Wednesday, July 7, 2010

Off to the Boilermaker

As my Summer of the Short Stuff continues, I find myself in Utica, NY this weekend. As anyone who follows running to some extent, the name of Utica should automatically make you think of the Boilermaker 15k and 5K Road Race. 

Started in 1978 with just 800 runners and a minuscule budget (seriously- the budget might just cover your full Ironman registration fee- maybe) this event now brings nearly 13,000 finishers in the 15k alone to the finishline!  How does a race go from such an inauspicious beginning to being one of the premiere world-class 15ks in the world?  Well, it helps when Bill Rodgers pays your race a visit (as he did in 1983) and win in a time of 44:38.

I have been asked by Tim Reed, the race director of the weekend’s race and festivities to be a presenter at this fantastic race and it is with great honor that I do so.  In addition, I get to see good friend Dick Beardsley (as well as Miki Gorman) get inducted into the National Distance Running Hall of Fame!  At the expo itself, I will be partnering with the New York Beef Industry Council to talk about the benefits of protein not only for recovery after running, cycling and swimming but for helping to build a stronger athlete from the very beginning.  But don’t take it from me alone about the power of beef.  Bernard Lagat, who has set numerous American records said in Runner’s World in 2008:

"I love steak, and I have to have steak the day before I race. Some people are afraid to eat steak before a competition because they think it'll make them too full and slow them down. But in Osaka [at the 2007 World Championships], before I raced, I went to Outback and ordered the biggest steak I could, and I won. You have to do what works for your body."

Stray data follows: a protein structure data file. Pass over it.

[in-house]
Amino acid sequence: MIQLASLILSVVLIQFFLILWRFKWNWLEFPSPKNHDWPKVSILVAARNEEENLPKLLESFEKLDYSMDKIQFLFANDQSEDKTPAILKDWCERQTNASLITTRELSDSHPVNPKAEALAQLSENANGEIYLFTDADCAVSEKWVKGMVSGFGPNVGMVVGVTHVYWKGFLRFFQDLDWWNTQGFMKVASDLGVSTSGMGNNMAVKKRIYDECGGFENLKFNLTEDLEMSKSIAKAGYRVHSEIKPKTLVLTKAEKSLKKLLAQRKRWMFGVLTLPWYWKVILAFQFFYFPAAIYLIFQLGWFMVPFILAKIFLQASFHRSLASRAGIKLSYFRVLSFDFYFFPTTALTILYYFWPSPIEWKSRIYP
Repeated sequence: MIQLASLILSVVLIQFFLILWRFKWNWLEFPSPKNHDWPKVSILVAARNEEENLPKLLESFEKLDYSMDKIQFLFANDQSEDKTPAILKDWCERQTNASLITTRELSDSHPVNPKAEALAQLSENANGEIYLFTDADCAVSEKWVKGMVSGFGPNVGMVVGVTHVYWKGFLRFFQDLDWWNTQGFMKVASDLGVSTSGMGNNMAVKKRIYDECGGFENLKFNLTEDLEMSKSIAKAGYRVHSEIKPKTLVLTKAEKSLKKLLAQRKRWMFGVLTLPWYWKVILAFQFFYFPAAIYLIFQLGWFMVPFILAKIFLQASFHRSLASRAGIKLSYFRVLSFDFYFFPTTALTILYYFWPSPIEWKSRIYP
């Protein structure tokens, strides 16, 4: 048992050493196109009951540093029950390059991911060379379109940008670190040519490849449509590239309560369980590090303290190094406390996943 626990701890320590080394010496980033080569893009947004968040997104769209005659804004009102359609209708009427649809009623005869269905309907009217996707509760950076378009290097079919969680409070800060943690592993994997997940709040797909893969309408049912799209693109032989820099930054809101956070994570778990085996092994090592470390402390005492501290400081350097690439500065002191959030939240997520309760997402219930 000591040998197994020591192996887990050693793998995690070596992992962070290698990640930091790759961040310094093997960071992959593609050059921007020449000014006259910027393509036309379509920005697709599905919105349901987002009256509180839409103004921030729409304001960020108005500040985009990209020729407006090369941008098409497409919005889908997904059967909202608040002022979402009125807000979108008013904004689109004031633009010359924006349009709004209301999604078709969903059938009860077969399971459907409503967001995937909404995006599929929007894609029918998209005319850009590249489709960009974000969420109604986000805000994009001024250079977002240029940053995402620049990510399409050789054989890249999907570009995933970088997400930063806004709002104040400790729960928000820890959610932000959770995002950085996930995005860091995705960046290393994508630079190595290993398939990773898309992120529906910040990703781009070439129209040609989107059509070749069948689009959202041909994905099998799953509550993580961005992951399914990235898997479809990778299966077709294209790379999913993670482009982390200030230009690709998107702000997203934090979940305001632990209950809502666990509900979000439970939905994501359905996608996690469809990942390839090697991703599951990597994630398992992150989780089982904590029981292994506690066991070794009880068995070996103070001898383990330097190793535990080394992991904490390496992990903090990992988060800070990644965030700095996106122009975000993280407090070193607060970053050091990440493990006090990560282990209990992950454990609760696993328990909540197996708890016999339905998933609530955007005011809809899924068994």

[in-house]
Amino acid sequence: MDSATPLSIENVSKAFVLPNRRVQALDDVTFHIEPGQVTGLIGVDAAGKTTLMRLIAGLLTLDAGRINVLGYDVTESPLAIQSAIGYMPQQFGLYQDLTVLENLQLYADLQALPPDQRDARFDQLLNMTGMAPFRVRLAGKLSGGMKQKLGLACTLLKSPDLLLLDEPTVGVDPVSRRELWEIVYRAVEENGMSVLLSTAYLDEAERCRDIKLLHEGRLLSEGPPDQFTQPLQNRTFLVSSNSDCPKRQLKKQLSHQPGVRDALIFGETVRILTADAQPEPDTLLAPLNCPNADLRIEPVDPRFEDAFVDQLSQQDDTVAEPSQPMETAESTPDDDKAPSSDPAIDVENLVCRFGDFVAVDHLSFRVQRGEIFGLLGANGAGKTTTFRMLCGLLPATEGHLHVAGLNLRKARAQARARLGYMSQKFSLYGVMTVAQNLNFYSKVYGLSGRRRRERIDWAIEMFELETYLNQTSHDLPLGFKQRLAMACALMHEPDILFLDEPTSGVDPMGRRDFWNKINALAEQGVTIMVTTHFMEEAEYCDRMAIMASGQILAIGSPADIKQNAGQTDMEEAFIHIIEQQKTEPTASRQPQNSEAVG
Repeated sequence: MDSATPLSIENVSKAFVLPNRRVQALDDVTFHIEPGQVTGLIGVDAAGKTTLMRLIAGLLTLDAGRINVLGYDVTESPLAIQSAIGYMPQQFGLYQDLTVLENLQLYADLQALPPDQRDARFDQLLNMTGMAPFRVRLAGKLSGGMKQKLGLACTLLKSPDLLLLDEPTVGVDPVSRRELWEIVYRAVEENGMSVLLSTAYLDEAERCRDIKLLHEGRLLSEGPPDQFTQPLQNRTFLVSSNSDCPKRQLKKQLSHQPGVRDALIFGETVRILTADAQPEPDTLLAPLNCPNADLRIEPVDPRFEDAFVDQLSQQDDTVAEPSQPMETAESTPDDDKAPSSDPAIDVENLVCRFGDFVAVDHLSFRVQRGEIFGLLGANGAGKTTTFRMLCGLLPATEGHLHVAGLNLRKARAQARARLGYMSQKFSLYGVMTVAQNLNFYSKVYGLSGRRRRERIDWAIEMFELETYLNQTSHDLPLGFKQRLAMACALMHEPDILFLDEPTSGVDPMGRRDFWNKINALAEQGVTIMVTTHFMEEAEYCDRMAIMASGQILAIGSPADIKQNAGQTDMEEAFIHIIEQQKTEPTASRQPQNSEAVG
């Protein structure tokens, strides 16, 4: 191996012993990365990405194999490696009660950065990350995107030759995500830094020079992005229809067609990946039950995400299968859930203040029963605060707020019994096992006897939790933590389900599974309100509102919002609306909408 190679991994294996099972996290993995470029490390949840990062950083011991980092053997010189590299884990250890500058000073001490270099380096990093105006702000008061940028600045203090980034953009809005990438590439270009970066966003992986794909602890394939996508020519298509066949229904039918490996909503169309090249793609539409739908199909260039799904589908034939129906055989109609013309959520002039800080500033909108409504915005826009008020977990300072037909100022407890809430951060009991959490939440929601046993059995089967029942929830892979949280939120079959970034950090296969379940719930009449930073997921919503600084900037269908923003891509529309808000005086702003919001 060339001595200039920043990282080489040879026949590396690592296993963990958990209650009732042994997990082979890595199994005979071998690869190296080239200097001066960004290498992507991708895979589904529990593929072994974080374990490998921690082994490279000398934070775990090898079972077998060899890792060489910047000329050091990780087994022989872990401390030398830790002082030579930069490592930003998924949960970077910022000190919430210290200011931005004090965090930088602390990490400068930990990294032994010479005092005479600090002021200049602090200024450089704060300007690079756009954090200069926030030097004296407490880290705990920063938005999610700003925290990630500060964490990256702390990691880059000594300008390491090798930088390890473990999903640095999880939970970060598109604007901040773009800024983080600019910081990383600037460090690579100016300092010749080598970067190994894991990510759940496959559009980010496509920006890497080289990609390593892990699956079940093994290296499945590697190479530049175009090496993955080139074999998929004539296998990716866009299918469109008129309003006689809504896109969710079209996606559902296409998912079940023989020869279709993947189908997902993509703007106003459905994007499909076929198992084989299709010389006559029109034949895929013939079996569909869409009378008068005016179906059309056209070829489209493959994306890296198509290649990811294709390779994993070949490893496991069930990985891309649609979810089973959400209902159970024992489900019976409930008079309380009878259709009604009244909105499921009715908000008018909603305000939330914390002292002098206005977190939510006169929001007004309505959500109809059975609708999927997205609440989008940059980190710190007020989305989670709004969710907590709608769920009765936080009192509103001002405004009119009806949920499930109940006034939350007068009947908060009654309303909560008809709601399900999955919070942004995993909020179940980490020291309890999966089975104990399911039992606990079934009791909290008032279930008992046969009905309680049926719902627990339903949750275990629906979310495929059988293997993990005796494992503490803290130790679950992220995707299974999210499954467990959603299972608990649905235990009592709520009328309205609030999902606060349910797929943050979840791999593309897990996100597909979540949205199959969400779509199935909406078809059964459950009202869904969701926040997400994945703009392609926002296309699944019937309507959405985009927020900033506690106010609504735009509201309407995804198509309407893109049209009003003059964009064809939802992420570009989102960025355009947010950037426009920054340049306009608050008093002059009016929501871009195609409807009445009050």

I have told as many people as possible that it matters not what works for anyone else but only what works for you and I am glad to see Lagat feels the exact same way!  My steak prior to my Lunatic Triathlon last week sure did power me through and felt nowhere near as heavy as my big fat bike did on the cycling portion!

As I continue to try to get my fast-twitch muscle firing again, I have stated my goal for this race is to beat a 69-year old man’s time.  Sounds like I am setting the bar low until you realize the man I am speaking about is Ed Whitlock, the Canadian Uber-runner who currently holds the record for 65-69 year old men at the Boilermaker.  His time? 55:04! Or for those who that doesn’t impress, that is an average of 5:54 per mile for 9.3 miles.  

To equal Mr. Whitlock’s time would be an honor and I am hoping I can do so.  As I have only run two other 15ks in my life with a personal best of 1:00:12 (and the last one was over 5 years ago), to knock five minutes off my time on an unforgiving course would be a huge PR.  (How huge? Well, I would have to set a 10k PR by 75 seconds just to maintain that pace!)

But the Boilermaker is the place to do it, even if the course doesn’t seem fast (nearly 300 feet of climb in the first 4 miles before another 100 foot hill around mile 7!)  First, the competition is ridiculously fierce.  If I had run a 55:00 last year I would have placed 152nd! Holy mackerel!  Second, the crowd support at this race is compared to that of Boston and New York’s Marathon crowds. Finally, with 20 official water stops along the course, and lord knows how many other unofficial aid given to runners from the cheering throngs, this race is bound to get the best out of runners regardless of hills, heat or humidity.

There is a list out there of races every runner should do and if it doesn’t include the boilermaker than there is something wrong with it.  After years of hoping my schedule would coincide with the race date, I finally decided to simply make it happen this year. 

I am already getting excited.  See you there!

1 comment:

Daren Williams said...

Dane, you are right about the "unofficial aid" along the course. I remember one group handing out popsicles, people with squirt guns, etc. I've never run a race with more spectators along the entire course. The four quadrants of the city actually compete to see who has the most spirit (as voted by the runners). See you in Utica!